You are here

From UB

What are the biggest roadblocks institutions face when it comes to adding/enhancing mobile donation options?

“Nothing is more frustrating than getting to the end of a payment process only to have it fail. This experience could cause a donor to give up and schools to lose valuable dollars. Advancement offices need a secure and reliable platform that allows them to raise funds anywhere, anytime, via any channel.”

—Heather Richmond, senior director of product management and marketing, TouchNet

It’s extremely challenging and costly to build an in-house mobile donation platform, not only because of the technology, but also because of privacy and compliance issues.

That’s why most universities choose to work with providers that have it all figured out, says Caryn Stein, vice president of  marketing at higher ed consulting firm Ruffalo Noel Levitz.

When vetting a vendor, keep these questions in mind:

Most institutions have barely scratched the surface of the latest innovations in mobile fundraising. Here are key actions recommended by those who are making headway.

Source: “College Completion Through a Latino Lens”; Excelencia in Education, 2018

Latino students complete degrees at lower rates than other ethnic groups—and are more likely to still be enrolled after six years. Higher ed institutions are developing supports as a result.

Elaine Maimon is president of Governors State University and author of "Leading Academic Change: Vision, Strategy, Transformation."  Maimon also co-founded the “Writing Across the Curriculum” movement.

In Leading Academic Change, Governors State University President Elaine Maimon discusses the challenge of turning the two-year school into a four-year, full-service, regional public university.

Led by admissions offices, higher ed institutions are enticing accepted students to officially enroll by using innovative communication approaches, developing peer connections and making students feel as if they are already part of the family.

Aim: To boost enrollment of the top 1 percent of high school students who qualify for Oregon State’s Presidential Scholarship, admissions officers treat academic standouts like blue-chip athletes.

The program began three years ago.


Link to main story: Colleges should always woo would-be students


In the box

At the Hyatt Regency Cambridge, along the scenic Charles River overlooking Boston, a few dozen college presidents and provosts gathered in early May for a day focused on achieving campus harmony. Called the Campus Climate Summit: Getting from Contention to Consensus, the event was sponsored by Thoughtexchange, a provider of stakeholder engagement solutions for leaders of colleges and other organizations.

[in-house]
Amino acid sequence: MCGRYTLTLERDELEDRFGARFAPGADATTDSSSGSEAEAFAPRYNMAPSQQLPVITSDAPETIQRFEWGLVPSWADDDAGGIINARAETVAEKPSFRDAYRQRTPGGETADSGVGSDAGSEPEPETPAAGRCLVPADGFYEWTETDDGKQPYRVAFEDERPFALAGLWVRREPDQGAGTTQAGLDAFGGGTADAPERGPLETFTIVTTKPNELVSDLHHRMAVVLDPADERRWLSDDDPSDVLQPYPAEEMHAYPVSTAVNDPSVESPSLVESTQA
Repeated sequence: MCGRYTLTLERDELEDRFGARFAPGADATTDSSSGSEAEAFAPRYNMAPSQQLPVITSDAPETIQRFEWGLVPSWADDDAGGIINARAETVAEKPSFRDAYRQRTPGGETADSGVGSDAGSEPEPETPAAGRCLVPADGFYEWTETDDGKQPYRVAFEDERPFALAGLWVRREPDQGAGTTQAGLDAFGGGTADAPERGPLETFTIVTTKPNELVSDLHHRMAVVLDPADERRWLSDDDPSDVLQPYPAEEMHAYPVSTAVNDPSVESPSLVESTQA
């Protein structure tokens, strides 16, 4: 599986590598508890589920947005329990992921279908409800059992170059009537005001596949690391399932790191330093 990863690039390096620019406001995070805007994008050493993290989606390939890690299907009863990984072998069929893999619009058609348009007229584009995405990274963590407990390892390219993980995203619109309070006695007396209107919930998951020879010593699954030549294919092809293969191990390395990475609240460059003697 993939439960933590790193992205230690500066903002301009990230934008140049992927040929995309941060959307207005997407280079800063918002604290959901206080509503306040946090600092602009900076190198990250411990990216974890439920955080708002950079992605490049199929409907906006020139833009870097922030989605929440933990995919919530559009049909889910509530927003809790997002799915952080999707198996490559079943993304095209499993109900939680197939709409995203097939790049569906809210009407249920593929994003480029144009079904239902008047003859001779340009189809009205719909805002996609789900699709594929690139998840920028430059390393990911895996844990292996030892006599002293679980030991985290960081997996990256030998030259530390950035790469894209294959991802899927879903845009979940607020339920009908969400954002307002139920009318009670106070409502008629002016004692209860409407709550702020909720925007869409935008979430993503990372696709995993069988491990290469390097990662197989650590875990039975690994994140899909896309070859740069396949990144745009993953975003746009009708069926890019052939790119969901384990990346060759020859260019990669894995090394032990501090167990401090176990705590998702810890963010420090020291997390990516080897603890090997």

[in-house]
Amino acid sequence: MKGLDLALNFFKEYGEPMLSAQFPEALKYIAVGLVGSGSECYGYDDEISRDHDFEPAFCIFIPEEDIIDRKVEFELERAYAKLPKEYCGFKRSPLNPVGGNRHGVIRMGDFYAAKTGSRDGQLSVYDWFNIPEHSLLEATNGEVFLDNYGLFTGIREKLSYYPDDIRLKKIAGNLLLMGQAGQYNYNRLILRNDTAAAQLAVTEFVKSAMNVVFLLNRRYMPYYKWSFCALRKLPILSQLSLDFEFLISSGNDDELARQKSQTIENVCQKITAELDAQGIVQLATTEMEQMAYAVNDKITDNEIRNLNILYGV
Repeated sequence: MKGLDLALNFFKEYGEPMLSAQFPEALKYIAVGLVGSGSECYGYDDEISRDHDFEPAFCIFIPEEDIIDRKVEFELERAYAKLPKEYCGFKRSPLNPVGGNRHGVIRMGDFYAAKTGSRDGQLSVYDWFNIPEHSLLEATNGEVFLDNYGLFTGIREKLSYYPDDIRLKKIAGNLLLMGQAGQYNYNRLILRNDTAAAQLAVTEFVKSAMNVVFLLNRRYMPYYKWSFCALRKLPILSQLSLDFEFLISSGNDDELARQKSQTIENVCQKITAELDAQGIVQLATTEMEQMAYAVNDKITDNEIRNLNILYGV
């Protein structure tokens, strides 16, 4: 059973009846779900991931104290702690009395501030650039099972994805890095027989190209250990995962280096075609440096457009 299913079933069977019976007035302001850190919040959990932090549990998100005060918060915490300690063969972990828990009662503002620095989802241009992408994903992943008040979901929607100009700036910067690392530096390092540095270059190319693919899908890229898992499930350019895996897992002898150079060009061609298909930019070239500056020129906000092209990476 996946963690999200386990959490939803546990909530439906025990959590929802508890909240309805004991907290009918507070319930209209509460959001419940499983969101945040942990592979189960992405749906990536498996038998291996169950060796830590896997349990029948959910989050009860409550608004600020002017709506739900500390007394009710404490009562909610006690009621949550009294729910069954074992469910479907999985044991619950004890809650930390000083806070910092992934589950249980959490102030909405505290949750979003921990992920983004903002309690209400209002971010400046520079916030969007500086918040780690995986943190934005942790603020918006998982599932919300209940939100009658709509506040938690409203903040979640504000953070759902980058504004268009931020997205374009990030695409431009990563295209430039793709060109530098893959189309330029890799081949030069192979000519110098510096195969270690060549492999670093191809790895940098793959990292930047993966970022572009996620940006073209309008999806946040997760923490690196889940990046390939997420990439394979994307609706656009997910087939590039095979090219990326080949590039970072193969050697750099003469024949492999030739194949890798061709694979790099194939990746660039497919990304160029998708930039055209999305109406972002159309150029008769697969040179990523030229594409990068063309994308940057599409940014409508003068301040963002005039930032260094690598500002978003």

In a higher education landscape marked by a shrinking student population and increasing uncertainty, institutional longevity—if not short-term survival—is top of mind for most. What many at-risk institutions fail to see, however, is that a primary focus on competition is a precarious survival strategy that more often than not, backfires. Cooperation, not competition is the way out.

University and college professors face new and exciting challenges today due to technological advances in smartphones and smartwatches and the implanted devices that are currently being tested. Students’ growing dependence on smartphones does not stop at the classroom door. Some students use these hand-held computers during class time to listen to music, check the time, text others, surf the web, visit social sites (e.g., Facebook, Twitter, etc.), shop, watch television, view movies, search for information during examinations, answer phone calls, and so forth.

Institutional resiliency is a daunting challenge for smaller, tuition-dependent, change-resistant institutions. Indeed, the most vulnerable of these fragile colleges and universities may soon face extinction.

Astrid Tuminez will become president of Utah Valley University, effective this fall.

Astrid Tuminez will leave Microsoft to hold her first executive-level higher ed leadership position when she becomes president of Utah Valley University, effective this fall.

At Boise State University's Micron Center for Materials Research, students and faculty will have access to 40 research laboratories and other spaces.

ENERGETIC ALLIES—Hampshire College, which operates a solar farm on its Massachusetts campus (above), has joined a coalition of four other small colleges to buy power from a new solar farm in Maine.

Five New England colleges have teamed up in a unique partnership, choosing a site in Farmington, Maine, for a solar-power farm that will reduce carbon footprints on each campus and show students sustainability in action.

Source: Alcohol and Other Drug Use at UMass Amherst Survey, 2012

Continued binge drinking and destructive student behavior have driven higher ed leaders to refine off-campus behavior policies.

Pages